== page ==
In other words, Zvyagintsev's project--very much like Sokurov's, and both deriving from Tarkovsky--involves the complete and utter rejection of the Communist past, in order to recover the culture it effaced.>>
This is, undoubtedly, very comforting and welcome statement. But how much should we trust Mr. Sulkin's conclusions? And what exactly has been "recovered" from that glorious culture of the past by Mr. Zvyiagintsev's film?
Hi Johni: I'm not sure I did either of those things. The first "surprise," if we're thinking about the same thing, is obvious to anyone who watches the trailer and also becomes obvious very quickly to the viewer of the movie.
As for "telling the ending"... well, I do mention two events that happen toward the end of the film, but in both cases, I took care not to reveal anything about the context of those moments, and I don't see where I revealed how the film ended for the characters.
Still, I clearly gave you more information than you wanted. I hope it didn't stop you from enjoying the film.
Way to tell your audience the ending to a movie, David. Again. And spoil one of the surprises. Again.
Jesus, man -- learn how to write a movie review. You don't spoil major plot points, you don't touch the ending. Period. How old are you, seriously?
Let me guess, Neil Morris voted for Bush.
If this reviewer (Mr. Morris) is a volunteer.....good job.
If not and this is a paid position....put down the thesaurus tool in Word for the love of all things! It is Alice in Wonderland....a movie for young adults and children. Relax and watch the freaking movie and then give us your opinion without searching for some greater meaning. It is Tim Burton....its going to be weird and sort of pointless in the end...but will it entertain the kiddies for an hour?
Thanks for the AWESOME film coverage. We are ALL incredibly excited for the films that are screening at The Varsity this weekend. #NCCAF 2010 FTW!
Ebert likes the film, too:
johni: Its not clear what your point is. For starters, nowhere do you indicate whether youve even seen Blood Done Sign My Name and thus have reason to wonder if Neil Morris review was written in bad faith.
I was going to defend Morris from your baseless accusation of racism anyway but then I noticed your careful qualification that you wouldn't go as far as to call his reviews racist. Still, youve put that old dog out to hunt. Good work!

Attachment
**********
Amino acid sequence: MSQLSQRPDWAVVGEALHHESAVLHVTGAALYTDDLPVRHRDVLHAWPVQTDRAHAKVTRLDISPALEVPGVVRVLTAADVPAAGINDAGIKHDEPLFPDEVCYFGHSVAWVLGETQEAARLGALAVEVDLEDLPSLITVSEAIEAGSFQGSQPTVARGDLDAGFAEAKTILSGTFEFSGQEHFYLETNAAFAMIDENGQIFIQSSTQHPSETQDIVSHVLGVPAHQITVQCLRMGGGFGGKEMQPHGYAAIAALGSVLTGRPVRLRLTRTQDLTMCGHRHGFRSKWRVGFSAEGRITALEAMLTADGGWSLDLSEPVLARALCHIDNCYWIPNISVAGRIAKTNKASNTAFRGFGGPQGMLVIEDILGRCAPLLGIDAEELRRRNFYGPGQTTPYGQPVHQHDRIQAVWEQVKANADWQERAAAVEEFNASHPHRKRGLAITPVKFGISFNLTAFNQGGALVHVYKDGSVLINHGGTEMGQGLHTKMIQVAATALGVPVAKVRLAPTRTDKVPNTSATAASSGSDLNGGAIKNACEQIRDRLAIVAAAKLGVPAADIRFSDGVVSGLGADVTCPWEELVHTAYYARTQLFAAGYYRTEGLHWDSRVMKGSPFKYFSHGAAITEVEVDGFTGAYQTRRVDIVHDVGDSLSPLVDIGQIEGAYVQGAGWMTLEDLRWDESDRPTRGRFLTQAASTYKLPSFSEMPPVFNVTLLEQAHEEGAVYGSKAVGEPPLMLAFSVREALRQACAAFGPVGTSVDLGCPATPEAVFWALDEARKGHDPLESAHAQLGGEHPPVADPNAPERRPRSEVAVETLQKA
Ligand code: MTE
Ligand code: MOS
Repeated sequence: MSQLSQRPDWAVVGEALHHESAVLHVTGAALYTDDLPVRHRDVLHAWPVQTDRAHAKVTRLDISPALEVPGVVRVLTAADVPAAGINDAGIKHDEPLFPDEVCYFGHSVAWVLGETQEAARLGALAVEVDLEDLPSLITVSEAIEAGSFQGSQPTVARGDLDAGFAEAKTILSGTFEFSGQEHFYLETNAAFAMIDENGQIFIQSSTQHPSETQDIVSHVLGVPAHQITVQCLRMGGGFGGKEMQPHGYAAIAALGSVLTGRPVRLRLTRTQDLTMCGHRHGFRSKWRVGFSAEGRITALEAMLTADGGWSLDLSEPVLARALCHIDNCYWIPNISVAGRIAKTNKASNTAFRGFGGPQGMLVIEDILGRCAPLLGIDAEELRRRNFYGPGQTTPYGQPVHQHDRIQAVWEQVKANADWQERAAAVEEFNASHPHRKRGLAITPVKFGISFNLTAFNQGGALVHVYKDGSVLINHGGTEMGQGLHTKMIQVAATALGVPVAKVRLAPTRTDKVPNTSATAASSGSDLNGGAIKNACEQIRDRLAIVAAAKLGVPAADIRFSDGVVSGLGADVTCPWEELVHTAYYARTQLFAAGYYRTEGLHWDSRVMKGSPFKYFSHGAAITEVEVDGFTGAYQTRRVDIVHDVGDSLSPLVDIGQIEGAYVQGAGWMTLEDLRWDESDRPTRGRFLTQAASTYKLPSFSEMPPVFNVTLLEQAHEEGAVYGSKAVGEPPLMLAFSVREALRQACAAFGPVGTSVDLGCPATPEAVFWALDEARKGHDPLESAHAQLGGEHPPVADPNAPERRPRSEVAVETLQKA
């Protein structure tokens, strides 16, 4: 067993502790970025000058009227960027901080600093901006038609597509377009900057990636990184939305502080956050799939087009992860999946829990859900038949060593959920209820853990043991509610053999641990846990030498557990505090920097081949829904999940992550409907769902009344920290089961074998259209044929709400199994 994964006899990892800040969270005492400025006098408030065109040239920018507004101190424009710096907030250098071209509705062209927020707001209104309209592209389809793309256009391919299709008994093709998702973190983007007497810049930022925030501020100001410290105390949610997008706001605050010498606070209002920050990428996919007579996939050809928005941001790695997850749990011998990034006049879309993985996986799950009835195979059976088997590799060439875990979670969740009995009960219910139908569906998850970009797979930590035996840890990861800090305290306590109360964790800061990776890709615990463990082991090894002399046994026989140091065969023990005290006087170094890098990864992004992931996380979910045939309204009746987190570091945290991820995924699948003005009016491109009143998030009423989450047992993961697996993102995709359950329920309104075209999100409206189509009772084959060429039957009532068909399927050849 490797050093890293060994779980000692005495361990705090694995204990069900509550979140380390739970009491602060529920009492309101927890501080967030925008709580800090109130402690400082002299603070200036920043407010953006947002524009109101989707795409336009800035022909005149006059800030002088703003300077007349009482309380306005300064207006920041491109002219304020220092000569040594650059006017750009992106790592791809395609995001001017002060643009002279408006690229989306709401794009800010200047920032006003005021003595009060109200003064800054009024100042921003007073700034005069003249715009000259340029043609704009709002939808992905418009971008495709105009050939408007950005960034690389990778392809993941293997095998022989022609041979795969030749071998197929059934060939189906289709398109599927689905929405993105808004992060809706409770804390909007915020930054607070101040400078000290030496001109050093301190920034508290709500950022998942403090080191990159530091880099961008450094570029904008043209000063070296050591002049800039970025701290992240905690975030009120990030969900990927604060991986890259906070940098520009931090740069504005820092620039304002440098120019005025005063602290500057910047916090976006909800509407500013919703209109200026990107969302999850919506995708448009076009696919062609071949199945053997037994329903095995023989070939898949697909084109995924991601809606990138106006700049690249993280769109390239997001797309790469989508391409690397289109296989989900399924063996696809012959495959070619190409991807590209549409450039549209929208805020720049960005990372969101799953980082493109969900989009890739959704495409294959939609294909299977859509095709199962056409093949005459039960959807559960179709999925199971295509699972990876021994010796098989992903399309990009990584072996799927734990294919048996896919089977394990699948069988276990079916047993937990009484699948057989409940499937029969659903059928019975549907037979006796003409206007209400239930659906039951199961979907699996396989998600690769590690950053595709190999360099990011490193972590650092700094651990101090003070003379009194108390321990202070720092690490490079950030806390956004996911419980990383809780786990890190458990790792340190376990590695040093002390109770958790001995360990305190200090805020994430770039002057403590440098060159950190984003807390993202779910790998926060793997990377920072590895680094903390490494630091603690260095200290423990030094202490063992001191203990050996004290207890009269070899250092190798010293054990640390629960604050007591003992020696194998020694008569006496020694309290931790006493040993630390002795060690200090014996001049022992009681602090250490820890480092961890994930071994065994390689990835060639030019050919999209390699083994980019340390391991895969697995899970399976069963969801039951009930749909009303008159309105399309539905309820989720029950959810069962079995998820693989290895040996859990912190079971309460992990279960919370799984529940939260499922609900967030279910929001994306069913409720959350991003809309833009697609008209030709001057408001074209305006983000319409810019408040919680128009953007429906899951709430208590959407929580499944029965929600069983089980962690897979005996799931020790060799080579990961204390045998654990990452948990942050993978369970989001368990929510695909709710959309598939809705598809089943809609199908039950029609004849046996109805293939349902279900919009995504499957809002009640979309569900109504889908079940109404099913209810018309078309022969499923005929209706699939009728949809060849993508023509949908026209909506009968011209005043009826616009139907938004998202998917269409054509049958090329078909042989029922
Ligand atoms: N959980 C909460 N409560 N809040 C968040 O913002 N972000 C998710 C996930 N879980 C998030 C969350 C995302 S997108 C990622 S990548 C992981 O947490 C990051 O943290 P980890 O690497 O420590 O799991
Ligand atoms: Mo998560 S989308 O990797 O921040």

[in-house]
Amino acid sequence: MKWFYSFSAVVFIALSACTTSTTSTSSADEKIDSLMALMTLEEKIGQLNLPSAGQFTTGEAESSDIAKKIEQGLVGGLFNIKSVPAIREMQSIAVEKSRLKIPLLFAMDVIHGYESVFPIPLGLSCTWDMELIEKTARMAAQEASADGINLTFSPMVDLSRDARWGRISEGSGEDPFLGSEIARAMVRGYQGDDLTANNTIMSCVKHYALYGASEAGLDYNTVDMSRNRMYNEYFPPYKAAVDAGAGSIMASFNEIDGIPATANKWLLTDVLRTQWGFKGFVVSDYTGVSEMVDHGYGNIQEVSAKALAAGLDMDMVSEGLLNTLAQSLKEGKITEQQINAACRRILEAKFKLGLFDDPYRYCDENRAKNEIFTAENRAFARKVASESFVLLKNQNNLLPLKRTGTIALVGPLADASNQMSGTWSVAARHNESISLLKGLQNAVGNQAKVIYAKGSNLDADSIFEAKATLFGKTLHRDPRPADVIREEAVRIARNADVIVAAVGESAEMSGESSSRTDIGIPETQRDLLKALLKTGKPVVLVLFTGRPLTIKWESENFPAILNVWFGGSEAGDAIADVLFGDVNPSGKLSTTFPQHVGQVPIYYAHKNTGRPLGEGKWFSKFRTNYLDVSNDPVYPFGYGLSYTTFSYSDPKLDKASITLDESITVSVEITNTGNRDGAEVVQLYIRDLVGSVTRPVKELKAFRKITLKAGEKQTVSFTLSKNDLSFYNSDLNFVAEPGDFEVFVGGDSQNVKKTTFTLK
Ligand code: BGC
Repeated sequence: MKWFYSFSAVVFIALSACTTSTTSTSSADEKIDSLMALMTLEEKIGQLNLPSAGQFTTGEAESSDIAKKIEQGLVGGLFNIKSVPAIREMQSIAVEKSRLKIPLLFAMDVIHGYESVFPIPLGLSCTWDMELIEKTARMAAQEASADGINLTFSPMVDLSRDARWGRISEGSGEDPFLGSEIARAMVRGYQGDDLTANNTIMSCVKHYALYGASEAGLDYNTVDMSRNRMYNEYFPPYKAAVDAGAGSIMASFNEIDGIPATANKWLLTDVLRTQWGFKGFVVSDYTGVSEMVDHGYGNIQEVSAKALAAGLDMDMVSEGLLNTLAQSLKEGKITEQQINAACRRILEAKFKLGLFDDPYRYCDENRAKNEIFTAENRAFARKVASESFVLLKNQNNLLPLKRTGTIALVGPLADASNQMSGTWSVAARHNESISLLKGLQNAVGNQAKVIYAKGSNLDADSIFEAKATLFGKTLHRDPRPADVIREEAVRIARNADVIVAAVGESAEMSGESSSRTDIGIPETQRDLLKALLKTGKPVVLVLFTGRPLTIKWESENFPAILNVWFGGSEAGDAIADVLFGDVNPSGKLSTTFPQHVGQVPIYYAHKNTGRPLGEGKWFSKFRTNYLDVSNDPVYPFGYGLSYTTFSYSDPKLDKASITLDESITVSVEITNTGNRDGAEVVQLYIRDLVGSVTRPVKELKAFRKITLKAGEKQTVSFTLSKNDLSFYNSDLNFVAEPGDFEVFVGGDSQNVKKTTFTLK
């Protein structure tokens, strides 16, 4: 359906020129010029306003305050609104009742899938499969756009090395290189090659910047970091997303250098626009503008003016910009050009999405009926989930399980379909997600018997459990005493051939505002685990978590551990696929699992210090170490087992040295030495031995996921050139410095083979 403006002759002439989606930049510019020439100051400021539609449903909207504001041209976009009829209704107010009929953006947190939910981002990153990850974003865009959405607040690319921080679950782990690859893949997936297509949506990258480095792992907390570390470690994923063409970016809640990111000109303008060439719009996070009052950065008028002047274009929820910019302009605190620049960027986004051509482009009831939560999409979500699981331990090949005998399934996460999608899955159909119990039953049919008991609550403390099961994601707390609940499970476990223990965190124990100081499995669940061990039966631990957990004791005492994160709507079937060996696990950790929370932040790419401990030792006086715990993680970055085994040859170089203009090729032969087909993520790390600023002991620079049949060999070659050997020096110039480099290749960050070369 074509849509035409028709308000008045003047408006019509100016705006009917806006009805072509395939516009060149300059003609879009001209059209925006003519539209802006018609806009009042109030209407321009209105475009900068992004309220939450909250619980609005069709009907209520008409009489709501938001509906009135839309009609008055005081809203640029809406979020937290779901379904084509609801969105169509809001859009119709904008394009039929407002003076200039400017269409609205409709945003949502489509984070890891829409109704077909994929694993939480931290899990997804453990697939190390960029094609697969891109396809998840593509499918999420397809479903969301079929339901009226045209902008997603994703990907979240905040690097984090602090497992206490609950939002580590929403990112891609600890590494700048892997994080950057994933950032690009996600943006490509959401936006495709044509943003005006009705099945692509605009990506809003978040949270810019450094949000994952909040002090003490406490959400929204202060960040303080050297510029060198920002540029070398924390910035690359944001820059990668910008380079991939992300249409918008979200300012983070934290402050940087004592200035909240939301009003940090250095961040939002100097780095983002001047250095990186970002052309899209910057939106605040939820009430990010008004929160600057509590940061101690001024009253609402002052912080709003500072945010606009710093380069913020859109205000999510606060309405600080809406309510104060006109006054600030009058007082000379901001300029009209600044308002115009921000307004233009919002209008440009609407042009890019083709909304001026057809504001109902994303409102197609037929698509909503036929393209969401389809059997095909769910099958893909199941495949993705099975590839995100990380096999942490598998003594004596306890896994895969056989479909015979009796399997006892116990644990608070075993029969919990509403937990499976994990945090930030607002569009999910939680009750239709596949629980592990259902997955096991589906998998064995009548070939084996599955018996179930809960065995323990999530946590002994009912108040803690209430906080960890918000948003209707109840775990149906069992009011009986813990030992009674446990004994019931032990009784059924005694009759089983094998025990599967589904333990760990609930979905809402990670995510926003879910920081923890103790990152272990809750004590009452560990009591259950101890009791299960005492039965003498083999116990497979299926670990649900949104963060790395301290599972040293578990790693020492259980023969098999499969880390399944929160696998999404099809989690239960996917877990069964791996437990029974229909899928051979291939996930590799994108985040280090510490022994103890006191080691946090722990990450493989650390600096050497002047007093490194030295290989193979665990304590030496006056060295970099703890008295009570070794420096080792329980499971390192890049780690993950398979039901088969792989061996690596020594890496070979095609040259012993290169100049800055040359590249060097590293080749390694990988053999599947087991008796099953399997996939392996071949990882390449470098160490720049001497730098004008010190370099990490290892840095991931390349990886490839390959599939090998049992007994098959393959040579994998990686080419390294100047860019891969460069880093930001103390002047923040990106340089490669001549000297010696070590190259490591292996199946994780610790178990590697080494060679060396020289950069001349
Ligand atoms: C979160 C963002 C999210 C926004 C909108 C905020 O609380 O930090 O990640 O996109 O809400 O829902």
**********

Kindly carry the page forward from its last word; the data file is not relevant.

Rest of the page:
*Morris criticism of Precious concerned what he saw as an ugly, exploitative treatment of its lead character, an African-American woman.
*His criticisms of The Blind Side included its exaltation of a white woman as the savior of a young black manan old-fashioned paternalism that he took pains to praise Blood Done Sign My Name for avoiding.
*Invictus and District 9 do not have African-American themes; they are both set in South Africa. District 9 is also a sci-fi film and, in any event, Morris put it in his Top Ten list for 2009.
Am I the only person who's noticed that Neil Morris consistently dislikes any African-American-focused films? I've noticed his name perched atop reviews of this sort in the past. Precious, The Blind Side, and now this. Even movies like Invictus and District 9 that deal less head-on with race get some thinly veiled race-related digs from Morris. I was actually surprised that any such film I looked up in his list of reviews at the Indy seemed to express at least some distaste with race-related movies. I wouldn't go as far as to call his reviews racist, but I am at least convinced that he'd generally prefer not to have to watch any racially challenging movies if he could help it.
What a mean-spirited and ill-informed review!
I've seen the film twice now(lucky me) and will attest that it's an excellent adaptation of the book, following each of the families -- Tyson, Teer, Morrow, and Chavis -- as the narrative warrants.
I can count on one hand the Hollywood films that accurately depict the Civil Rights and Black Power movements in their complexity, and BDSMN is to be celebrated as the newest and arguably the best so far of that select group. Please, folks, see the film for yourself and draw your own conclusions, or at least read Godfrey Cheshire's recent piece in the New York Times for another perspective on the film.
Sorry, Indy, you blew it this time.
I am looking forward to seeing this at the Rialto in the near future.
Awesome. Both Trust Us and Americatown are featured on Thursday February 25th for the NC Comedy Arts Festival FILM Week.
That is amazing and so is Avatar. This Avatar fansite is cool too. www.Naviblue.com
but here in DC, at one of the Magic Johnson Theaters, roughly 4 dozen black people stood up and clapped at the end of the movie. That obviously means that it was a good flick. Black people don't normally clap at movies about humanoids.